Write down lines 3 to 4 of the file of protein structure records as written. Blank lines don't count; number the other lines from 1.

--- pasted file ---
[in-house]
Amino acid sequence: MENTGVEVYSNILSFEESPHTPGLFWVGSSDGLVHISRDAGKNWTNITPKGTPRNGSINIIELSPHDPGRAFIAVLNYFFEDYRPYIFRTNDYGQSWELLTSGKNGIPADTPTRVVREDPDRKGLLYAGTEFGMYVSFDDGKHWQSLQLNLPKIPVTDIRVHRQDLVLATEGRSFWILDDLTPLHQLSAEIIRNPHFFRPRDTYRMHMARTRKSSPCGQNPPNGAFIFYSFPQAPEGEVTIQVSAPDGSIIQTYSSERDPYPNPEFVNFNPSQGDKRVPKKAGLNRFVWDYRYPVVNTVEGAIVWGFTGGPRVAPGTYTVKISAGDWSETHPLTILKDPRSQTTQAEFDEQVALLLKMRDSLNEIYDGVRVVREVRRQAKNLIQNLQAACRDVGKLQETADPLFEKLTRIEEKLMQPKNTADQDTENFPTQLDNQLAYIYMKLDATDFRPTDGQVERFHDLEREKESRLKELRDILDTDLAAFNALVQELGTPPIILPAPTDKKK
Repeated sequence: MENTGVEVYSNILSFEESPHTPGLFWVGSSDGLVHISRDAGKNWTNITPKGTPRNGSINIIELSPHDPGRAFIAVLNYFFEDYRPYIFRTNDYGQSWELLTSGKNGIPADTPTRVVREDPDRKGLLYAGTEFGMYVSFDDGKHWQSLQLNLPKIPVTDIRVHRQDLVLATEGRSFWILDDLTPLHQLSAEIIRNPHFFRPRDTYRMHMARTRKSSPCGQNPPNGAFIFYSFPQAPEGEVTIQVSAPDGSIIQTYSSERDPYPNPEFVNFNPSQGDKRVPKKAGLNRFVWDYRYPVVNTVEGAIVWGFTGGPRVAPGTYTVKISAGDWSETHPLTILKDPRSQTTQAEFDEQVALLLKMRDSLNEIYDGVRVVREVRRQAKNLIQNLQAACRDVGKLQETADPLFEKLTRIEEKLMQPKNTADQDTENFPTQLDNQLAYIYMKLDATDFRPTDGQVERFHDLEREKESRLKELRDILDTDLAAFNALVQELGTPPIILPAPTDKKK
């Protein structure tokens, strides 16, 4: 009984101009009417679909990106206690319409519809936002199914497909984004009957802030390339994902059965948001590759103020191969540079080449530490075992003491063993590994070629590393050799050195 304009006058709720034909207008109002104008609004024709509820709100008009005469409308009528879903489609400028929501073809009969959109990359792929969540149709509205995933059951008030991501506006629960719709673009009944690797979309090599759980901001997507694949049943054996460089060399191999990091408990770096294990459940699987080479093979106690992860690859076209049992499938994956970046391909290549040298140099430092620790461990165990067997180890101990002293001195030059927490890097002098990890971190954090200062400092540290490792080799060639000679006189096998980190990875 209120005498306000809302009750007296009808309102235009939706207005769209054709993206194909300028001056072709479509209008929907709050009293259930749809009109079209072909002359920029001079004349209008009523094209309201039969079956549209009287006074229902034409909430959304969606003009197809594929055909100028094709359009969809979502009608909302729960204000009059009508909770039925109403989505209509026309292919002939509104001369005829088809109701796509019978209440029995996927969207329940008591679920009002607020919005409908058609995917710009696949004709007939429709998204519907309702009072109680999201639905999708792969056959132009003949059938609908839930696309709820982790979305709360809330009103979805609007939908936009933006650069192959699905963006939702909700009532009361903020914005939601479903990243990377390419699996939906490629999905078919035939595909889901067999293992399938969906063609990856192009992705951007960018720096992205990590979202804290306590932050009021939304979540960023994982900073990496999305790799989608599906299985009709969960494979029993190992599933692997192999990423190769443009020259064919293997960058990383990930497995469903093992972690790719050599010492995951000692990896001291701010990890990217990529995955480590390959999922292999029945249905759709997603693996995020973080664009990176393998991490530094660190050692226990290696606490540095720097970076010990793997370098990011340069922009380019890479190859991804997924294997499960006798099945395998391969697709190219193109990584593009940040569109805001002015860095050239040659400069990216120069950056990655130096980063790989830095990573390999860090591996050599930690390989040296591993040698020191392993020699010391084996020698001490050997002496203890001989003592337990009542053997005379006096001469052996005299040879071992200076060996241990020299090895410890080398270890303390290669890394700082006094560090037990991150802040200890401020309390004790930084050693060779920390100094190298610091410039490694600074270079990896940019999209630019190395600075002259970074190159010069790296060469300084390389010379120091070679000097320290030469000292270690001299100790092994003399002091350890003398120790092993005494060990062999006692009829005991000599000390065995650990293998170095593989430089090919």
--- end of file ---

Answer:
Repeated sequence: MENTGVEVYSNILSFEESPHTPGLFWVGSSDGLVHISRDAGKNWTNITPKGTPRNGSINIIELSPHDPGRAFIAVLNYFFEDYRPYIFRTNDYGQSWELLTSGKNGIPADTPTRVVREDPDRKGLLYAGTEFGMYVSFDDGKHWQSLQLNLPKIPVTDIRVHRQDLVLATEGRSFWILDDLTPLHQLSAEIIRNPHFFRPRDTYRMHMARTRKSSPCGQNPPNGAFIFYSFPQAPEGEVTIQVSAPDGSIIQTYSSERDPYPNPEFVNFNPSQGDKRVPKKAGLNRFVWDYRYPVVNTVEGAIVWGFTGGPRVAPGTYTVKISAGDWSETHPLTILKDPRSQTTQAEFDEQVALLLKMRDSLNEIYDGVRVVREVRRQAKNLIQNLQAACRDVGKLQETADPLFEKLTRIEEKLMQPKNTADQDTENFPTQLDNQLAYIYMKLDATDFRPTDGQVERFHDLEREKESRLKELRDILDTDLAAFNALVQELGTPPIILPAPTDKKK
């Protein structure tokens, strides 16, 4: 009984101009009417679909990106206690319409519809936002199914497909984004009957802030390339994902059965948001590759103020191969540079080449530490075992003491063993590994070629590393050799050195 304009006058709720034909207008109002104008609004024709509820709100008009005469409308009528879903489609400028929501073809009969959109990359792929969540149709509205995933059951008030991501506006629960719709673009009944690797979309090599759980901001997507694949049943054996460089060399191999990091408990770096294990459940699987080479093979106690992860690859076209049992499938994956970046391909290549040298140099430092620790461990165990067997180890101990002293001195030059927490890097002098990890971190954090200062400092540290490792080799060639000679006189096998980190990875 209120005498306000809302009750007296009808309102235009939706207005769209054709993206194909300028001056072709479509209008929907709050009293259930749809009109079209072909002359920029001079004349209008009523094209309201039969079956549209009287006074229902034409909430959304969606003009197809594929055909100028094709359009969809979502009608909302729960204000009059009508909770039925109403989505209509026309292919002939509104001369005829088809109701796509019978209440029995996927969207329940008591679920009002607020919005409908058609995917710009696949004709007939429709998204519907309702009072109680999201639905999708792969056959132009003949059938609908839930696309709820982790979305709360809330009103979805609007939908936009933006650069192959699905963006939702909700009532009361903020914005939601479903990243990377390419699996939906490629999905078919035939595909889901067999293992399938969906063609990856192009992705951007960018720096992205990590979202804290306590932050009021939304979540960023994982900073990496999305790799989608599906299985009709969960494979029993190992599933692997192999990423190769443009020259064919293997960058990383990930497995469903093992972690790719050599010492995951000692990896001291701010990890990217990529995955480590390959999922292999029945249905759709997603693996995020973080664009990176393998991490530094660190050692226990290696606490540095720097970076010990793997370098990011340069922009380019890479190859991804997924294997499960006798099945395998391969697709190219193109990584593009940040569109805001002015860095050239040659400069990216120069950056990655130096980063790989830095990573390999860090591996050599930690390989040296591993040698020191392993020699010391084996020698001490050997002496203890001989003592337990009542053997005379006096001469052996005299040879071992200076060996241990020299090895410890080398270890303390290669890394700082006094560090037990991150802040200890401020309390004790930084050693060779920390100094190298610091410039490694600074270079990896940019999209630019190395600075002259970074190159010069790296060469300084390389010379120091070679000097320290030469000292270690001299100790092994003399002091350890003398120790092993005494060990062999006692009829005991000599000390065995650990293998170095593989430089090919």